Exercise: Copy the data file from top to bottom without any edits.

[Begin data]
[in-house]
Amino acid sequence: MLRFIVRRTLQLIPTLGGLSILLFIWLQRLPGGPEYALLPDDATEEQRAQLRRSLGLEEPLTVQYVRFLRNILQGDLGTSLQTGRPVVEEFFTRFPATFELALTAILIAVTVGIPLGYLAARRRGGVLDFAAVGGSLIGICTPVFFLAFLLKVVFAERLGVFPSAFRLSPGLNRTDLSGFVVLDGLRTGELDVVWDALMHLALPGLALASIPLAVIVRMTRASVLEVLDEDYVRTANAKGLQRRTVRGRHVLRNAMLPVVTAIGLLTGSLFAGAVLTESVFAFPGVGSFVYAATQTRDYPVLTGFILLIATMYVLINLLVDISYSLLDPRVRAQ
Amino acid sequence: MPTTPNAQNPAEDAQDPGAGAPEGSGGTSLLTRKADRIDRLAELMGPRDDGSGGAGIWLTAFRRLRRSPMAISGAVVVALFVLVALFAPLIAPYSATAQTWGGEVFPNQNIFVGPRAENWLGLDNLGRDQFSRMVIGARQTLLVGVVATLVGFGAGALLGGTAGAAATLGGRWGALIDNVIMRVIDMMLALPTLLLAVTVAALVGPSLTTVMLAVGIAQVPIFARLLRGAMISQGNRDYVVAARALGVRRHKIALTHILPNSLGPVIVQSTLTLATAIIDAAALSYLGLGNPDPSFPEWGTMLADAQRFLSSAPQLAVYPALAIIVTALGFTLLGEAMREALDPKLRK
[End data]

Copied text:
[in-house]
Amino acid sequence: MLRFIVRRTLQLIPTLGGLSILLFIWLQRLPGGPEYALLPDDATEEQRAQLRRSLGLEEPLTVQYVRFLRNILQGDLGTSLQTGRPVVEEFFTRFPATFELALTAILIAVTVGIPLGYLAARRRGGVLDFAAVGGSLIGICTPVFFLAFLLKVVFAERLGVFPSAFRLSPGLNRTDLSGFVVLDGLRTGELDVVWDALMHLALPGLALASIPLAVIVRMTRASVLEVLDEDYVRTANAKGLQRRTVRGRHVLRNAMLPVVTAIGLLTGSLFAGAVLTESVFAFPGVGSFVYAATQTRDYPVLTGFILLIATMYVLINLLVDISYSLLDPRVRAQ
Amino acid sequence: MPTTPNAQNPAEDAQDPGAGAPEGSGGTSLLTRKADRIDRLAELMGPRDDGSGGAGIWLTAFRRLRRSPMAISGAVVVALFVLVALFAPLIAPYSATAQTWGGEVFPNQNIFVGPRAENWLGLDNLGRDQFSRMVIGARQTLLVGVVATLVGFGAGALLGGTAGAAATLGGRWGALIDNVIMRVIDMMLALPTLLLAVTVAALVGPSLTTVMLAVGIAQVPIFARLLRGAMISQGNRDYVVAARALGVRRHKIALTHILPNSLGPVIVQSTLTLATAIIDAAALSYLGLGNPDPSFPEWGTMLADAQRFLSSAPQLAVYPALAIIVTALGFTLLGEAMREALDPKLRK